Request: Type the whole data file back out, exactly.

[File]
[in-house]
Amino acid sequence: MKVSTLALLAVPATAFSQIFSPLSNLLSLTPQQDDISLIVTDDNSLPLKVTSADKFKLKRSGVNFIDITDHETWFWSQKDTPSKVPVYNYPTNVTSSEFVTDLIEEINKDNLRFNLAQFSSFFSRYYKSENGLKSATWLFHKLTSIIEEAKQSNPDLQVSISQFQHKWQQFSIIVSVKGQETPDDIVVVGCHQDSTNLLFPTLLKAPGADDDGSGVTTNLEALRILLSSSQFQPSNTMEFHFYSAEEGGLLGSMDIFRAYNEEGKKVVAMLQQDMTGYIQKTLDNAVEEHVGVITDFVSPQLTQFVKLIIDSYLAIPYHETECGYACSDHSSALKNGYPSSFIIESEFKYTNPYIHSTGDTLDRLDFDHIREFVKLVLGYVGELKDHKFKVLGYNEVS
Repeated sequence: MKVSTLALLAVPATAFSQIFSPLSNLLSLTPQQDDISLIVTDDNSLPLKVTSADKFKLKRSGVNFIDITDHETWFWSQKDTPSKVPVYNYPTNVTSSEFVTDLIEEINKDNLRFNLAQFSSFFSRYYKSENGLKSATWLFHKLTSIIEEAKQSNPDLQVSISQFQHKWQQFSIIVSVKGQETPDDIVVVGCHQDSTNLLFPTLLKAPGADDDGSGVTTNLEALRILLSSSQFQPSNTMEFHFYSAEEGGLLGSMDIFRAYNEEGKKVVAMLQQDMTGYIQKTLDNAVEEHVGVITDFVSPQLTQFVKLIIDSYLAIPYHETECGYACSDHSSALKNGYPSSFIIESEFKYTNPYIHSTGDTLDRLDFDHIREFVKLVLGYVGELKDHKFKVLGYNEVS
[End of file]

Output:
[in-house]
Amino acid sequence: MKVSTLALLAVPATAFSQIFSPLSNLLSLTPQQDDISLIVTDDNSLPLKVTSADKFKLKRSGVNFIDITDHETWFWSQKDTPSKVPVYNYPTNVTSSEFVTDLIEEINKDNLRFNLAQFSSFFSRYYKSENGLKSATWLFHKLTSIIEEAKQSNPDLQVSISQFQHKWQQFSIIVSVKGQETPDDIVVVGCHQDSTNLLFPTLLKAPGADDDGSGVTTNLEALRILLSSSQFQPSNTMEFHFYSAEEGGLLGSMDIFRAYNEEGKKVVAMLQQDMTGYIQKTLDNAVEEHVGVITDFVSPQLTQFVKLIIDSYLAIPYHETECGYACSDHSSALKNGYPSSFIIESEFKYTNPYIHSTGDTLDRLDFDHIREFVKLVLGYVGELKDHKFKVLGYNEVS
Repeated sequence: MKVSTLALLAVPATAFSQIFSPLSNLLSLTPQQDDISLIVTDDNSLPLKVTSADKFKLKRSGVNFIDITDHETWFWSQKDTPSKVPVYNYPTNVTSSEFVTDLIEEINKDNLRFNLAQFSSFFSRYYKSENGLKSATWLFHKLTSIIEEAKQSNPDLQVSISQFQHKWQQFSIIVSVKGQETPDDIVVVGCHQDSTNLLFPTLLKAPGADDDGSGVTTNLEALRILLSSSQFQPSNTMEFHFYSAEEGGLLGSMDIFRAYNEEGKKVVAMLQQDMTGYIQKTLDNAVEEHVGVITDFVSPQLTQFVKLIIDSYLAIPYHETECGYACSDHSSALKNGYPSSFIIESEFKYTNPYIHSTGDTLDRLDFDHIREFVKLVLGYVGELKDHKFKVLGYNEVS